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>  News Releases >   2006 >   September

Dartmouth Graduate Named a MacArthur Fellow

Dartmouth College Office of Public Affairs • Press Release
Posted 09/19/06 • Sue Knapp • (603) 646-3661

Anna Schuleit among the 25 awarded the prestigious fellowship this year
Anna Schuleit
Anna Schuleit (photo by Joseph Mehling '69)
Bloom106
Bloom106 (photo by Anna Schuleit)

[EDITOR'S NOTE: In addition to Schuleit, MacArthur Fellowships were also received by 1980 graduate John A. Rich and former Assistant Professor of Psychological and Brain Sciences Jennifer Richeson.]

Anna Schuleit, a 2005 graduate of Dartmouth's Master of Arts and Liberal Studies Program, today was named a MacArthur Fellow by the John D. and Catherine T. MacArthur Foundation. The commemorative artist will enjoy a $500,000 "no strings attached" award. Schuleit says the award has come entirely by surprise.

"My first thought upon hearing the news over the phone was that the grant committee must have made a big mistake in the database somewhere, that they perhaps mistook me for someone else," she said. "My second thought was that I have to run and get back to work. I feel so grateful for this honor."

Schuleit is known for bringing historic sites to life through original artistic interpretations. She is currently a fellow at the Radcliffe Institute, where she is working on a series of paintings and drawings. She is also preparing two large site-specific installation projects for next year: a commission by the Institute of Contemporary Art in Boston for an uninhabited island in Boston Harbor, and a commission by the MacDowell Colony in Peterborough, N.H., for their centennial celebration.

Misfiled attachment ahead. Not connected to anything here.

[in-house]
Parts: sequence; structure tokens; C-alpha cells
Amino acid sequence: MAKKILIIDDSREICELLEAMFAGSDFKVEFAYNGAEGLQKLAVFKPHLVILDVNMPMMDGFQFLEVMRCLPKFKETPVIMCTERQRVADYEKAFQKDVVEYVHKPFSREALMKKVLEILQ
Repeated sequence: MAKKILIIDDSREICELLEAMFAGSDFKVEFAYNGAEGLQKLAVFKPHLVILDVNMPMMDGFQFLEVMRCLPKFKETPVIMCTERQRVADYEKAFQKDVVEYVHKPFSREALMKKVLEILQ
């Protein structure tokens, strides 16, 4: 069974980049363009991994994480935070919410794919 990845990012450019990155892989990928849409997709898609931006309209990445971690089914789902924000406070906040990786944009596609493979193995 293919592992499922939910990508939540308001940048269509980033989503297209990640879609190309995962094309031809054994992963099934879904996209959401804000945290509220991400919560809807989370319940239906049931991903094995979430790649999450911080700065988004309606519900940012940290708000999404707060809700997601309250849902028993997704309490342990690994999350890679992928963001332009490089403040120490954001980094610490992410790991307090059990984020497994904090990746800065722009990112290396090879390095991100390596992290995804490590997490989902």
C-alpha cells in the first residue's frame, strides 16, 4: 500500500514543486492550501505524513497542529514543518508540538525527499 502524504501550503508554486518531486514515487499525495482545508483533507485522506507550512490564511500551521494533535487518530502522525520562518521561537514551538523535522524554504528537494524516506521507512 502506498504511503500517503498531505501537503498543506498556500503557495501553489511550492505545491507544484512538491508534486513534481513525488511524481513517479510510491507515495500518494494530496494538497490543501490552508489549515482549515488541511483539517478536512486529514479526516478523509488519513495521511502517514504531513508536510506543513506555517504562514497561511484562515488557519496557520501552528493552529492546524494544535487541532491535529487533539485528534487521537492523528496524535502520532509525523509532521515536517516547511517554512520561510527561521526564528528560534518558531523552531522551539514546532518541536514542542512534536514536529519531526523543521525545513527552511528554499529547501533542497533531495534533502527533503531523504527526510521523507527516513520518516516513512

"My time as a grad student at Dartmouth allowed me to study with several extraordinary professors whose teachings, support, and critical guidance truly changed the way I approach my work," she said.

In much of her work to date, she has honored the lives lived within mental health institutions by transforming abandoned facilities into moving, site-specific memorials. Her powerful public works are designed to endure not as objects but as vivid memories. For Habeas Corpus (2000), Schuleit filled Massachusetts' historic Northampton State Hospital with a recording of J. S. Bach's Magnificat that poured through windows and doors, stirring a rapt audience of former patients, caregivers, and hundreds of others assembled below. Schuleit drew her inspiration for her next major work, Bloom (2003), from the fact that few psychiatric patients ever receive flowers. To mark the closing of the Massachusetts Mental Health Center's original building in Boston, she and a corps of volunteers blanketed the structure's empty hallways with vibrantly colored, flowering plants-begonias, lilies, pink heather, tulips-and played recordings of ambient sounds from the hospital's former life.

The MacArthur Fellowship is designed to provide recipients with the flexibility to pursue their creative activities in the absence of specific obligations or reporting requirements. Individuals cannot apply for this award; they must be nominated. According to the MacArthur Foundation, there are three criteria for selection of fellows: exceptional creativity, promise for important future advances based on a track record of significant accomplishment, and potential for the fellowship to facilitate subsequent creative work.

Anna Schuleit was born in Mainz, Germany in 1974 and received a B.F.A. (1998) from the Rhode Island School of Design and an M.A.L.S. (2005) from Dartmouth College. She was a visiting artist at the Westborough State Hospital in Westborough, Mass. (2001-2004), an arts instructor at the Nightingale-Bamford School in New York (2005), and a consultant for the Metropolitan Transit Authority's Arts for Transit program (2005). She has been an artist-in-residence and fellow at such institutions as the Blue Mountain Center (1998), Banff Center for the Arts (1999), the Corporation of Yaddo (2005), and the MacDowell Colony (2002, 2006).

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